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USA: Co-existence – new accents in biotech policy


(7 January 2011) In an open letter to users and critics of green biotechnology, Secretary of Agriculture of the USA, Tom Vilsack, has called for greater cooperation. The Secretary stated that a common goal should be the coexistence of various methods of agricultural production.

According to Vilsack, rapid increases in the cultivation of genetically modified plants during the past years have met with rising demand for food products that are organic or have been produced without biotechnology. This clash has led to insecurity and to legal dispute. Instead of solving such conflict in court, it may be more constructive to search for solutions that satisfy the variety of agricultural production methods.

Backdrop to the letter from Vilsack is the release of the final environmental impact statement (EIS) for genetically modified (GM) alfalfa by the US Department of Agriculture (USDA). The herbicide-tolerant alfalfa was placed under legal prohibition in 2007 when the Court for the Northern District of California determined that the approval had been issued without sufficient assessment of possible environmental risks.

In a similar case, further cultivation of genetically modified sugar beets was prohibited in autumn 2010. On both occasions, several environmental groups and consumer organisations had filed suit.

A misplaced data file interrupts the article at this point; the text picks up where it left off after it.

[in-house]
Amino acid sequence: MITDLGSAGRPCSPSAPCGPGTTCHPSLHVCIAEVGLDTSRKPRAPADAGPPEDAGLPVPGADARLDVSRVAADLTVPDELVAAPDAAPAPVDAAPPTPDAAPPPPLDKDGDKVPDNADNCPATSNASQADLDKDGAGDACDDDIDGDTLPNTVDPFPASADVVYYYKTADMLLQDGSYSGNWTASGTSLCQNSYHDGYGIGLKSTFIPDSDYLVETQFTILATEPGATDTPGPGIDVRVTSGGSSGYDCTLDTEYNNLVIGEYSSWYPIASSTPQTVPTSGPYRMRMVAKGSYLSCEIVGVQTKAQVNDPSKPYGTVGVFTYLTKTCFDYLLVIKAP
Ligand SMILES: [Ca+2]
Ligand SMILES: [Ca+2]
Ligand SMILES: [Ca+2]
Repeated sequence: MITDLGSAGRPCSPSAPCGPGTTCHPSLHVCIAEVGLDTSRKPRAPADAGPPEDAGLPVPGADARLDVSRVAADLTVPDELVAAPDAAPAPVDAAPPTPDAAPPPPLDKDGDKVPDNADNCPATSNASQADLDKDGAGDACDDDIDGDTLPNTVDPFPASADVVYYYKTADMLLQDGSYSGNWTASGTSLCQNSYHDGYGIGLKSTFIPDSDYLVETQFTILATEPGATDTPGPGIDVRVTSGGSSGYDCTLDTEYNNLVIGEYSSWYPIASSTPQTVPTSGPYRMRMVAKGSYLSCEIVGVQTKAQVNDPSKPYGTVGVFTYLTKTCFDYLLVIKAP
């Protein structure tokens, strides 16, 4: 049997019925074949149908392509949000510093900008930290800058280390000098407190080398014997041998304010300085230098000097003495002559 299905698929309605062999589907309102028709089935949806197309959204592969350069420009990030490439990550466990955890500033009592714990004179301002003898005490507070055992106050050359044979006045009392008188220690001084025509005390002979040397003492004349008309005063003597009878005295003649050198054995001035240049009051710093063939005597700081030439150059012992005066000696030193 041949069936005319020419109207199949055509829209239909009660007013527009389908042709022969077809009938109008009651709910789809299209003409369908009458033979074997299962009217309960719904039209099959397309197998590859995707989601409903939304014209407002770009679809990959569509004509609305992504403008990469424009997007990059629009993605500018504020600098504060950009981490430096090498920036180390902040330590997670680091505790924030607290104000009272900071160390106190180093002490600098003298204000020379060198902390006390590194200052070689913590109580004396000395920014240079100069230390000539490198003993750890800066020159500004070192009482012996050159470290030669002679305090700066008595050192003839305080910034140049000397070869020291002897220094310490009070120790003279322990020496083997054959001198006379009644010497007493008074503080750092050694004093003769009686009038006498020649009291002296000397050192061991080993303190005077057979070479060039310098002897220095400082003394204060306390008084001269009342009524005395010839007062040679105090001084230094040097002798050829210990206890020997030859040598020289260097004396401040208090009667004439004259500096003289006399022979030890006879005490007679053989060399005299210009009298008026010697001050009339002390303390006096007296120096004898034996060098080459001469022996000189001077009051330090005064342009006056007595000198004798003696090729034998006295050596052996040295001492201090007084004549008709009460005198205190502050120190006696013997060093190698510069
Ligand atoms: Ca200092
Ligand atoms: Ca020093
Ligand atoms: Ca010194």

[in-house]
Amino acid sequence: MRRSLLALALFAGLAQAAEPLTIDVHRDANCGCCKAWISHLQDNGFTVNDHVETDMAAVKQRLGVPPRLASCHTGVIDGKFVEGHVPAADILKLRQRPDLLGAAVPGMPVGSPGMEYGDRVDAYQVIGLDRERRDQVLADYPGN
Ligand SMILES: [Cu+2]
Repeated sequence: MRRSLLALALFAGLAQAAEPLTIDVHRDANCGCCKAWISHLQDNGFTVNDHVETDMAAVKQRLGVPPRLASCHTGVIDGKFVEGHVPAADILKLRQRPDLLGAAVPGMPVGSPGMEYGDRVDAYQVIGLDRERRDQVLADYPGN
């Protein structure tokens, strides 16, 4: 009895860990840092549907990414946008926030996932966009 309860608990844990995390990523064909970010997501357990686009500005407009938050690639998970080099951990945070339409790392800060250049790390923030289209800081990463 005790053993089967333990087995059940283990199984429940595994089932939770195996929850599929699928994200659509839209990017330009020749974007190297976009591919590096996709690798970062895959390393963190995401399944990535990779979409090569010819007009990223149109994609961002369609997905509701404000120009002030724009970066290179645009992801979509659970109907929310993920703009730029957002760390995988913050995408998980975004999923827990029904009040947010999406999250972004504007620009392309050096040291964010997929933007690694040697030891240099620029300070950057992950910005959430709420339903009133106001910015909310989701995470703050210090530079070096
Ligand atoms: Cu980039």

In the EIS draft of December 2010 addressing the cultivation of GM alfalfa, it is assumed that cross-pollination is possible. According to Secretary Vilsack, this justifies the concern of farmers who wish to continue cultivation in the conventional manner. Therefore, the USDA has recommended that such cross-pollination be prevented through the use of appropriate measures, such as mandatory isolation distances or the spatial separation of different cultivation areas.

Shortly before Christmas, Vilsack invited representatives of firms and agricultural concerns as well as from GM-critical organisations to a ‘round table’, at which appropriate co-existence measures were discussed. In consequence, public criticism referred to a retreat from the principle of regulating of GM plants strictly according to scientific criteria. According to an editorial in the Wall Street Journal of December 27, “If [this] precedent stands, it could permanently politicize a system that is supposed to be based on science.”

In the open letter, Vilsack emphasised that he continues to have great trust in the existing regulatory system for green biotechnology and that the safety of approved products is not in question. Nonetheless, according to the Secretary, is must be respected that strongly-growing organic production exists side-by-side with the farming of GM plants. As stated by Vilsack, “… we at USDA are striving to lead and effort to forge a new paradigm based on coexistence and cooperation […] so that food can remain abundant, affordable and safe.”

The conditions under which GM alfalfa may be planted in 2011 remain undecided. The USDA intends to publish its final recommendation after evaluation of the round-table discussions on coexistence and of more than 200,000 public comments. The decision would follow in 30 days.

Alfalfa is grown as fodder for milk and beef cattle on a total of more than nine million hectares in almost all federal states. Frequent contamination with wild plants leads nonetheless to loss in quality and digestibility of the feed. Herbicide-tolerant GM alfalfa and the suitable complementary herbicide are aimed towards the more effective regulation of undesirable weeds.

As is the case with all legumes, alfalfa is able to absorb nitrogen from the air with the aid of bacteria and can therefore be used as a ‘green fertiliser’.

 

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